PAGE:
Port Economics is the study of the economic decisions (and their consequences) of the users and providers of port services. A port is an "engine" for economic development by providing employment, worker incomes, business earnings and taxes for its region. The book provides a detailed discussion of types of carriers that use ports, the operation of cargo and passenger ports as well as the operation of such specific ports as Hong Kong, Hamburg, Le Havre, Savannah, Miami and Panama.
Port Economics is the first contemporary textbook of its kind. It enhances our understanding of port economics by –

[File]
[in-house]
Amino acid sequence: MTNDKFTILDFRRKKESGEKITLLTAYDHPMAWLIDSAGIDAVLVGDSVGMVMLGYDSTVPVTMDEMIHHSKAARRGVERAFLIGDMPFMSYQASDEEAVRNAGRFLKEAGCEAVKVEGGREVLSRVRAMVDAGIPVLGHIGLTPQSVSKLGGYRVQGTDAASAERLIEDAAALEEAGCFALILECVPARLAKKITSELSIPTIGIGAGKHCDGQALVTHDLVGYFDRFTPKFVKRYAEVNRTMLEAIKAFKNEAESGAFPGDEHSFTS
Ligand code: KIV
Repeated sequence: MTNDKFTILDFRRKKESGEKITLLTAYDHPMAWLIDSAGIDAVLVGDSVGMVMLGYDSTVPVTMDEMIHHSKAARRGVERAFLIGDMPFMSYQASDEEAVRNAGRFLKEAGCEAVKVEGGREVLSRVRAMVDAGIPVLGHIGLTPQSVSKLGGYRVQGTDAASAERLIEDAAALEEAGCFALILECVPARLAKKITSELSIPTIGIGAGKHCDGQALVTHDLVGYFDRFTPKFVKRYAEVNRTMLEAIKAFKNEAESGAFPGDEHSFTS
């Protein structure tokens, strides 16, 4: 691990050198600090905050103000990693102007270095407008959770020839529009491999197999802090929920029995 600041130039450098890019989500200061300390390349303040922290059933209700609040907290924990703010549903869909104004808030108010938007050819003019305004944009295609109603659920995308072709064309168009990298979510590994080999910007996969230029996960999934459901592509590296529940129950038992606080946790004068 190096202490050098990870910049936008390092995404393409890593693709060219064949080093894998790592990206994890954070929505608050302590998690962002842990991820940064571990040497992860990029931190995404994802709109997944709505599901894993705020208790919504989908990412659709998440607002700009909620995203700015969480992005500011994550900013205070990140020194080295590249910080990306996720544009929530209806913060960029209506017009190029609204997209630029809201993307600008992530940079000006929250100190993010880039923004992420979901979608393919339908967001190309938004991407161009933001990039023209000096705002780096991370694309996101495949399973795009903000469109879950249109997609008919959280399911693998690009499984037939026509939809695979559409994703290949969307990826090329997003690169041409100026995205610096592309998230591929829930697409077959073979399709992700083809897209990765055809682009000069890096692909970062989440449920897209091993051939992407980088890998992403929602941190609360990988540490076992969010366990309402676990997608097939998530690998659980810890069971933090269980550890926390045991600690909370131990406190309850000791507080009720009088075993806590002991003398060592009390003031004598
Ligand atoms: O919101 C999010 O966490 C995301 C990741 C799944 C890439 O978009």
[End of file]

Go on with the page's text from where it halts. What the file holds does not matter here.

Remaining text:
- classifying port users and suppliers of port services in the context of economic demand and supply curves;
- denoting that the demand for port services has two prices, the price paid to the port by the users and the price (or actual and opportunity costs) incurred by port user carriers, shippers and passengers;
- presenting the economic theories of carriers, shippers and passengers.
The numerous up-to-date references will be of benefit to students and researchers of the economics of the shipping trade; to government officials in developing port and shipping policies; and to port operators in understanding the port-choice selection process by shipping lines and other carriers.